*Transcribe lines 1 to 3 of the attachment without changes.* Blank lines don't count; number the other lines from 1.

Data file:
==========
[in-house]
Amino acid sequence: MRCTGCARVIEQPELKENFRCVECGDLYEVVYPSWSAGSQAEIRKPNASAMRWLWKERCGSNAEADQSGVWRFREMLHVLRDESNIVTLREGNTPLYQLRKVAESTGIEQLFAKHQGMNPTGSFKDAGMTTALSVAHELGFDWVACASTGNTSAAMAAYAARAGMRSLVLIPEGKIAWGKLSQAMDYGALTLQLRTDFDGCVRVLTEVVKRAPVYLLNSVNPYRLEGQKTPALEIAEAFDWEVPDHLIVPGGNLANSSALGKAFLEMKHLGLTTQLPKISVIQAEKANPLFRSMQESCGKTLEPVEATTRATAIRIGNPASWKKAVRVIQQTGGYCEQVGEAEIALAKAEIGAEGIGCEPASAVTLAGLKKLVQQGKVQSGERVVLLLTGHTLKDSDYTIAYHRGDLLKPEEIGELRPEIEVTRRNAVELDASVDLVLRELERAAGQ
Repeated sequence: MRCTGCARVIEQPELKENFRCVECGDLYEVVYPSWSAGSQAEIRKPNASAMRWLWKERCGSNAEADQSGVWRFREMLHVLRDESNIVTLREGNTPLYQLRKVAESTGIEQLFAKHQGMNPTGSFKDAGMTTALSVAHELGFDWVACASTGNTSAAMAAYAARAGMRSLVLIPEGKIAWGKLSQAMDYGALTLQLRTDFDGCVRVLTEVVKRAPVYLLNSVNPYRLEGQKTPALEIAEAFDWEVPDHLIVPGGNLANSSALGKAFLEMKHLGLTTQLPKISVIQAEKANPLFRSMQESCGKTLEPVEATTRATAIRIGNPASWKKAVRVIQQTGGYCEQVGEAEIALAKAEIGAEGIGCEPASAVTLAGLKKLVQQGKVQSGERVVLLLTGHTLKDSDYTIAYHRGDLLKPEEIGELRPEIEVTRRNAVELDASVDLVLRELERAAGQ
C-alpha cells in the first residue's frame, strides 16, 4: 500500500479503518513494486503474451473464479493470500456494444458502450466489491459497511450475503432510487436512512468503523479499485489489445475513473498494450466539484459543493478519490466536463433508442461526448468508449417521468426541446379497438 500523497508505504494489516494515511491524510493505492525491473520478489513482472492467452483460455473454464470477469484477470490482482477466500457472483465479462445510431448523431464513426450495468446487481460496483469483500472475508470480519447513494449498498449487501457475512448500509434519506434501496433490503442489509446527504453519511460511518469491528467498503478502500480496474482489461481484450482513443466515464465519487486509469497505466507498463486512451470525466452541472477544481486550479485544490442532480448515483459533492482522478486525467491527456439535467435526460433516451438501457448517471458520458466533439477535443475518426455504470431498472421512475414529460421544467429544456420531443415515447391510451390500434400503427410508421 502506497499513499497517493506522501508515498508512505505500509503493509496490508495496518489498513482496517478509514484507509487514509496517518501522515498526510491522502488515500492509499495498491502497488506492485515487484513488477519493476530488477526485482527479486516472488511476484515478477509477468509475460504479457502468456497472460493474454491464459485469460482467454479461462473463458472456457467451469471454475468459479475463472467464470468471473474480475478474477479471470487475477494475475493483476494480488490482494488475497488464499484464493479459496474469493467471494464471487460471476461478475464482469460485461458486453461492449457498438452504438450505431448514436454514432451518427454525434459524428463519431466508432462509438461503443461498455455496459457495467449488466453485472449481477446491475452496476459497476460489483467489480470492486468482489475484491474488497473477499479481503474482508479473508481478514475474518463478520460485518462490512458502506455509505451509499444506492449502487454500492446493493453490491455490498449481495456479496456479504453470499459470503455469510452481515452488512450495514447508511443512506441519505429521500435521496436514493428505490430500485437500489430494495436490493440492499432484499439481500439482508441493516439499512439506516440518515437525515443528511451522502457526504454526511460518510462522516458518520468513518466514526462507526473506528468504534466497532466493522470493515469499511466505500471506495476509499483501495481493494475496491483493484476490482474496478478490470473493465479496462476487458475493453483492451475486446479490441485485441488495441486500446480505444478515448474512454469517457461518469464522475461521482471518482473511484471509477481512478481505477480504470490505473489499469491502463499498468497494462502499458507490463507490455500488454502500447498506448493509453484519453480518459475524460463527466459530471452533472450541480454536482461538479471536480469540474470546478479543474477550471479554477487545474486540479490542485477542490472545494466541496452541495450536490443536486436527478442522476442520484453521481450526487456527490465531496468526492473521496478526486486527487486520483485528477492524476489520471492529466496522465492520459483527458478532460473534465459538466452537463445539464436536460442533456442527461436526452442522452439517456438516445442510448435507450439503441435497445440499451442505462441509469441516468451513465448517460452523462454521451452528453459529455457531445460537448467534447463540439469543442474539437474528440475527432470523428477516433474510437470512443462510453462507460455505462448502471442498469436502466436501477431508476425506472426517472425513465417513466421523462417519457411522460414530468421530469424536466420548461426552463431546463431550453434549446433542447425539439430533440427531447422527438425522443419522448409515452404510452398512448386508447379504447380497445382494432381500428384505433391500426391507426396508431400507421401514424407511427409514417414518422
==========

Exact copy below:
[in-house]
Amino acid sequence: MRCTGCARVIEQPELKENFRCVECGDLYEVVYPSWSAGSQAEIRKPNASAMRWLWKERCGSNAEADQSGVWRFREMLHVLRDESNIVTLREGNTPLYQLRKVAESTGIEQLFAKHQGMNPTGSFKDAGMTTALSVAHELGFDWVACASTGNTSAAMAAYAARAGMRSLVLIPEGKIAWGKLSQAMDYGALTLQLRTDFDGCVRVLTEVVKRAPVYLLNSVNPYRLEGQKTPALEIAEAFDWEVPDHLIVPGGNLANSSALGKAFLEMKHLGLTTQLPKISVIQAEKANPLFRSMQESCGKTLEPVEATTRATAIRIGNPASWKKAVRVIQQTGGYCEQVGEAEIALAKAEIGAEGIGCEPASAVTLAGLKKLVQQGKVQSGERVVLLLTGHTLKDSDYTIAYHRGDLLKPEEIGELRPEIEVTRRNAVELDASVDLVLRELERAAGQ
Repeated sequence: MRCTGCARVIEQPELKENFRCVECGDLYEVVYPSWSAGSQAEIRKPNASAMRWLWKERCGSNAEADQSGVWRFREMLHVLRDESNIVTLREGNTPLYQLRKVAESTGIEQLFAKHQGMNPTGSFKDAGMTTALSVAHELGFDWVACASTGNTSAAMAAYAARAGMRSLVLIPEGKIAWGKLSQAMDYGALTLQLRTDFDGCVRVLTEVVKRAPVYLLNSVNPYRLEGQKTPALEIAEAFDWEVPDHLIVPGGNLANSSALGKAFLEMKHLGLTTQLPKISVIQAEKANPLFRSMQESCGKTLEPVEATTRATAIRIGNPASWKKAVRVIQQTGGYCEQVGEAEIALAKAEIGAEGIGCEPASAVTLAGLKKLVQQGKVQSGERVVLLLTGHTLKDSDYTIAYHRGDLLKPEEIGELRPEIEVTRRNAVELDASVDLVLRELERAAGQ